Disclosable Pecuniary Interest (DPI)
If you are present at a meeting and you have a DPI then you must:
- disclose the nature and existence of the interest;
- leave the meeting (including the meeting room and public gallery) and take no part in the discussion; and
- If the interest has not already been recorded notify the Monitoring Officer of the interest within 28 days beginning with the date of the meeting.
Other Disclosable Interest (ODI)
If you are present at a meeting and you have an ODI then you must:
- disclose the nature and existence of the interest; and
- if the interest;
- affects your pecuniary interests or relates to the determination of a planning or regulatory matter; and
- is one which a member of the public knowing the circumstances would reasonably regard as being likely to prejudice your judgment of what is in the public interest
then you must leave the meeting (including the meeting room and public gallery) and take no part in the discussion.
Informal meetings and correspondence
Disclosable Pecuniary Interest (DPI)
If you have a DPI in the matter you must not participate in informal meetings, briefings or site visits, and must disclose the DPI in any correspondence with the authority.
Other Disclosable Interest (ODI)
If you have an ODI in the matter, then you must disclose the existence and nature of that interest at informal meetings, briefings or site visits, and must disclose the ODI in any correspondence with the authority.
If the ODI is such that you would be required to leave a formal meeting as above, then you must not participate in the informal meeting.
Single Member Decisions
Disclosable Pecuniary Interest (DPI)
If when participating in single member decision-making you have a DPI in the matter being decided then you must take no steps in relation to the decision other than asking for the matter to be decided in some other manner.
Other Disclosable Interest (ODI)
If you have an ODI in the matter being decided, then you must disclose the existence and nature and record it on the record of decision.
If the ODI is such that you would be required to leave a formal meeting as set out above, then you must take no steps in relation to the decision other than asking for the matter to be decided in some other manner.
You may take part in the discussion of any decision and vote on a matter in which you have been granted a formal dispensation.
13. An interest will be a sensitive interest if the two following conditions apply:
- that you have an interest (whether or not a DPI); and
- the nature of the interest is such that you and the Monitoring Officer consider that disclosure of the details of the interest could lead to you or a person connected to you being subject to violence or intimidation.
- where it is decided that an interest is a “sensitive interest” it will be excluded from published versions of the register. The Monitoring Officer may state on the register that the member has an interest the details of which are excluded under this section.
- where the sensitive interest is a DPI the usual rules relating to disclosure will apply save that the member will only be required to disclose that they hold a DPI in the matter concerned.
The ten general principles of public life
Selflessness – Members should serve only the public interest and should never improperly confer an advantage or disadvantage on any person.
Honesty and Integrity – Members should not place themselves in situations where their honesty and integrity may be questioned, should not behave improperly, and should on all occasions avoid the appearance of such behaviour.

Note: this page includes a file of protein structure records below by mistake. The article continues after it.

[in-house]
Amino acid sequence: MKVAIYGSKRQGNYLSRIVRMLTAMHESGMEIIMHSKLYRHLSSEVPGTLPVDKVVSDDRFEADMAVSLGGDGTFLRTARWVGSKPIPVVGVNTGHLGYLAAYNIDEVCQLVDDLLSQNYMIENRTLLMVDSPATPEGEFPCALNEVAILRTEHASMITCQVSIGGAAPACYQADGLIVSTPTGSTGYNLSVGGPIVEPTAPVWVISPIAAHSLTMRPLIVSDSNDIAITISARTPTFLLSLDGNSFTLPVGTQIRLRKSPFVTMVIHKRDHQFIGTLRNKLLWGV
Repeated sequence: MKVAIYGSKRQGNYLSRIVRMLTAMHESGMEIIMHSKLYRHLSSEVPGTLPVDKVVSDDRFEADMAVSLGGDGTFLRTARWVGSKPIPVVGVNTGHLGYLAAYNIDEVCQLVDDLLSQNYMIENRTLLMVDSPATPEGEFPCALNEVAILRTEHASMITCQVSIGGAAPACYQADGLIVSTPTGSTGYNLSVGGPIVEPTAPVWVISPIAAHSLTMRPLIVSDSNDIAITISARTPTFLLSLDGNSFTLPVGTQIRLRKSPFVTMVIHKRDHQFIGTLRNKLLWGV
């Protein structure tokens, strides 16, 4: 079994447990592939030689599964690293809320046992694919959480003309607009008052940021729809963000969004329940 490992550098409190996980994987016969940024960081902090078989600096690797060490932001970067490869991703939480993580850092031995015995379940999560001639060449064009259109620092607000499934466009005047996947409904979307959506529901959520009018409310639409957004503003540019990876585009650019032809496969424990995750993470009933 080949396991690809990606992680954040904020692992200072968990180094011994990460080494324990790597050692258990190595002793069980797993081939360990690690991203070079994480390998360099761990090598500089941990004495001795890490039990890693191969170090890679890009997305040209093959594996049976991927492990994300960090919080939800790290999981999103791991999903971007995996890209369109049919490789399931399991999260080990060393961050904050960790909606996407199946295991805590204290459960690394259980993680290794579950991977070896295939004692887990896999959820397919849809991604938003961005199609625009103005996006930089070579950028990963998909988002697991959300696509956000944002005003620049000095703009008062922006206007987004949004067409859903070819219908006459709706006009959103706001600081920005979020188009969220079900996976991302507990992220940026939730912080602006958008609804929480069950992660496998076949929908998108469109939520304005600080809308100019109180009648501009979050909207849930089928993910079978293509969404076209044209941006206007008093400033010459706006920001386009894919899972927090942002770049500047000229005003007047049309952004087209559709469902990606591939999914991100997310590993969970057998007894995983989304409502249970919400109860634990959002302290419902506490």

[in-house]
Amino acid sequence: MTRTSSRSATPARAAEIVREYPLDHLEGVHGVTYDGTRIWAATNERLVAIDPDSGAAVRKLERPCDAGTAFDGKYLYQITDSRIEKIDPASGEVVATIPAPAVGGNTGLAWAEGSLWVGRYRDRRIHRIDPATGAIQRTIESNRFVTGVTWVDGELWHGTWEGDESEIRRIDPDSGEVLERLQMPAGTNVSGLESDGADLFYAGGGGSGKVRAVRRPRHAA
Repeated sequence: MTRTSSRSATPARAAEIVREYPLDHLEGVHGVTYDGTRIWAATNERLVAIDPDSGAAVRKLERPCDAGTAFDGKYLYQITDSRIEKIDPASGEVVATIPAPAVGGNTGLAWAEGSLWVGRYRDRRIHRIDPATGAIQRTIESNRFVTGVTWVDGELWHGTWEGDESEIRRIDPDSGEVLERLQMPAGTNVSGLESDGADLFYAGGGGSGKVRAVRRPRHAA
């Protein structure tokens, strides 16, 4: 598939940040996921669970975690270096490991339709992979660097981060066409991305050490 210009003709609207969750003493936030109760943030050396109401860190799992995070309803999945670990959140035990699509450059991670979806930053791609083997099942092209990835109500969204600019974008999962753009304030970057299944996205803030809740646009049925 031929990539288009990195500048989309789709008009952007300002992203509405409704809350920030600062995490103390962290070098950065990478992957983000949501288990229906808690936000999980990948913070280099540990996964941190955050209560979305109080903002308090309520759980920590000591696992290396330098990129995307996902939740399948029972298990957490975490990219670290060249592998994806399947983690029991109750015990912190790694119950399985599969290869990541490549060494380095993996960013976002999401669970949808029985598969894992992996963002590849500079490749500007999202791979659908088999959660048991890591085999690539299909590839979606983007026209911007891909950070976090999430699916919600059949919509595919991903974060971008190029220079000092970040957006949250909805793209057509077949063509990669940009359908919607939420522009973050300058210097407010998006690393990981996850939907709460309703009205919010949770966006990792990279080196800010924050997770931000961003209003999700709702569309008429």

Objectivity – Members should make decisions on merit, including when making appointments, awarding contracts, or recommending individuals for rewards or benefits.
Accountability – Members should be accountable to the public for their actions and the manner in which they carry out their responsibilities, and should co-operate fully and honestly with any scrutiny appropriate to their particular office.
Openness – Members should be as open as possible about their actions and those of their authority, and should be prepared to give reasons for those actions.
Personal judgement – Members may take account of the views of others, including their political groups, but should reach their own conclusions on the issues before them and act in accordance with those conclusions.
Respect for others – Members should promote equality by not discriminating unlawfully against any person, and by treating people with respect, regardless of their race, age, religion, gender, sexual orientation or disability. They should respect the impartiality and integrity of the authority’s statutory officers and its other employees.
Duty to uphold the Law – Members should uphold the law and, on all occasions, act in accordance with the trust that the public is entitled to place in them.
Stewardship – Members should do whatever they are able to do to ensure that their authorities use their resources prudently and in accordance with the law.
Leadership – Members should promote and support these principles by leadership, and by example, and should act in a way that secures or preserves public confidence.
Disclosable pecuniary interests
This note explains the requirements of the Localism Act 2011 (Ss 29-34) in relation to disclosable pecuniary interests.
These provisions are enforced by criminal sanction.
They come into force on 1 July.
1 Notification of disclosable pecuniary interests
Within 28 days of becoming a member or co-opted member, you must notify the Monitoring Officer of any ‘disclosable pecuniary interests’.
A ‘disclosable pecuniary interest’ is an interest of yourself or your partner (which means spouse or civil partner, a person with whom you are living as husband or wife, or a person with whom you are living as if you are civil partners) within the following descriptions:
Employment, office, trade, profession or vacation